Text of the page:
Focus on the Conditionals. We will cover recursion later, but do read through the entire chapter and do the interactive examples using IDLE and a python interactive session.
Program p4 makes heavy use of conditionals, what most programmers call "if tests".
Program 4 also uses lists, a topic covered just enough for practical use within the program 4 assignment description. Some might know "lists" as arrays. We will spent special time just on lists later.
Here is a chunk of s4.py code where the sound methods are chosen. Below the
code is for a linux machine. If you have a mac, comment out that linux line (a
# at the beginning) and uncomment the line for mac. Similarly, have the correct sound
playing method uncommented in the function play_sound() for your machine.
# uncomment exactly one of these to suit your machine #import winsound # windows #import subprocess # apple mac import os # linux desktop from Tkinter import * # ------------------------------------------------------------- W = Tk() # create the window where everything is placed def play_sound(x): # x is the sound file name #subprocess.call(["afplay",x]) # mac, uncomment for #winsound.PlaySound(x,winsound.SND_FILENAME) # windows, uncomment for os.system("aplay "+x) # linux, uncomment for
You will need to pick some sounds, find them or make them, and this is discussed in the p4 assignment web page.
Here is a WAV sound which may or may not play on your browser:
Select different ones for your p4 assignment than the ones in the s4.py sample. These are tested to work on mac, windows, and linux machines on campus in stock Python, but differently as in the example code above.
The IDLE editor is for Python, so it will automatically indent your code properly when needed. You have to un-indent a line to bring indentation back. For some programming lingo, a "block" of code is indented at the same level.
Below, the text in green is what is executed when function answer() is called, and note that all the code following is within the function answer() until the indentation is brought back for the code in red.
# this is called when an answer is clicked on def answer(): # definition answer = V_answer.get() global qnum,right,wrong if(answer == key[qnum]): V_response.set("Correct") right = right + 1 play_sound('applause_y.wav') else: V_response.set("Wrong") wrong = wrong + 1 play_sound("buzzer_x.wav") V_response2.set("you got "+str(right)+" right and "+str(wrong)+" wrong.") # the answers B_a1 = Radiobutton(W,text="True",variable=V_answer,value=1,command=answer) B_a1.grid(row=2,column=0,columnspan=3,sticky='W') B_a2 = Radiobutton(W,text="False",variable=V_answer,value=0,command=answer)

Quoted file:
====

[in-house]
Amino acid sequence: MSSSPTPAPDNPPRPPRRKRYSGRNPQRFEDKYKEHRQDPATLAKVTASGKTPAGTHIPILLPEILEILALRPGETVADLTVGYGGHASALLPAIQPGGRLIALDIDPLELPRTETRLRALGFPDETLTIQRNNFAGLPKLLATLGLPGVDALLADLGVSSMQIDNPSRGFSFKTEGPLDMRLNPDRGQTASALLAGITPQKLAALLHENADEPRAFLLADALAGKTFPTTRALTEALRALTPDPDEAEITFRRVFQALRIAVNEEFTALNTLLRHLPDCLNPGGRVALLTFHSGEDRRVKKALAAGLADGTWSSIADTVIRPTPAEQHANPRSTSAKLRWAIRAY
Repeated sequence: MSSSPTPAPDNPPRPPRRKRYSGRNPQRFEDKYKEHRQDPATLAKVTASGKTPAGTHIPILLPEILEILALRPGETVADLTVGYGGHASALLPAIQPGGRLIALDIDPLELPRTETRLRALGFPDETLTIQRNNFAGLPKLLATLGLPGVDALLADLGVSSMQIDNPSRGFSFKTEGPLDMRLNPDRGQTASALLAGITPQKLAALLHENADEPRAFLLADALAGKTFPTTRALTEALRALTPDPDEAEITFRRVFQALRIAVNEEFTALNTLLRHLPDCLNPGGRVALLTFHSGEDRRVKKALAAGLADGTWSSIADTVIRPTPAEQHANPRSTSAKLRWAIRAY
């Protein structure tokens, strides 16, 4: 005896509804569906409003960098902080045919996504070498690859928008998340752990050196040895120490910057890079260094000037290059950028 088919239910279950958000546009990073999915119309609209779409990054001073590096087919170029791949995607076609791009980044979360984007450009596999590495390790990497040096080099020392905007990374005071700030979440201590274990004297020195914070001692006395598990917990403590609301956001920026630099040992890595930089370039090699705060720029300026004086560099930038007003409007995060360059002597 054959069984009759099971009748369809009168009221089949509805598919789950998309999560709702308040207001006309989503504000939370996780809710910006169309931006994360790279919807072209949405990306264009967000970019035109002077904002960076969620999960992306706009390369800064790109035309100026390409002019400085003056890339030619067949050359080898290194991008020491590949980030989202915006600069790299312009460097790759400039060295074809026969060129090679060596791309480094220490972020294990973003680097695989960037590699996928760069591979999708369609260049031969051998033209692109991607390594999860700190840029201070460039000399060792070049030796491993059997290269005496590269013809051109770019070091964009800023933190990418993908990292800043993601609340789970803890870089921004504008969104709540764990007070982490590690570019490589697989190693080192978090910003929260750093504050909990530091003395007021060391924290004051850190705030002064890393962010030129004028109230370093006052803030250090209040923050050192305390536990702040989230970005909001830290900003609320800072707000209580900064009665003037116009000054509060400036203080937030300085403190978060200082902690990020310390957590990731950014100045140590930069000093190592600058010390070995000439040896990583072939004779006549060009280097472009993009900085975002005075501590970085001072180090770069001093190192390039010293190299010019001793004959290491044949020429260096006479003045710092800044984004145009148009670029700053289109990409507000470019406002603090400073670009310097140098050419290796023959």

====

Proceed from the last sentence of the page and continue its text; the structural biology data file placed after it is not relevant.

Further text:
Below, and within the answer() function block, the 3 lines after if(answer == key[qnum]): are excuted if answer == key[qnum] , else the 3 lines after else: are executed because the answer is not the same as key[qnum]. Note that the last line in the function (in red) is indented back, so it is not within any if or else block, and it is always executed after whatever happens in the if or else blocks.
def answer(): # definition answer = V_answer.get() global qnum,right,wrong if(answer == key[qnum]): V_response.set("Correct") right = right + 1 play_sound('applause_y.wav') else: V_response.set("Wrong") wrong = wrong + 1 play_sound("buzzer_x.wav") V_response2.set("you got "+str(right)+" right and "+str(wrong)+" wrong.")
Python is a somewhat unique language about using indentation (white space) to control the logic. Not many popular languages use indentation. It is something to be careful about using Python! As a rule, NEVER mix tabs with spaces. Better, just never use tabs. Pick some sort of rule on indentation and stick with it. A popular rule is using 3 spaces for every indentation. (Some like 4 spaces, whatever, but always do it the same in all codes, and be wary about copy and pasting from other codes.) This will make it easier when cutting and pasting code. I'll try to always use 3 spaces for indents in sample codes, as idle does by default, so life will be easier if you use 3 spaces too.
Other topics to the side...
Your textbook talks about classes, objects, methods, polymorphism, inheritance and such starting at chapter 12. There are those who promote OOP from day 1 and OOP-only for learning programming. I sharply disagree. OOP is important and Python is a good language for learning it--but later.
In fact, you are already using class objects and their methods when you use Tkinter, and this is a very good thing. Almost all GUI-building code exploits OOP. It makes writing GUIs much simpler.
You may come across such things in your reading and, especially, web browsing about Python. Some people like OOP, so promote it. Some like functional programming, hence promote that. Don't worry about it. Python is interesting in that a mix of imperative, OOP, and functional programming can be done as it makes sense, or as one feels like it. Other languages force one thing, like OOP in Java, or functional in Scheme.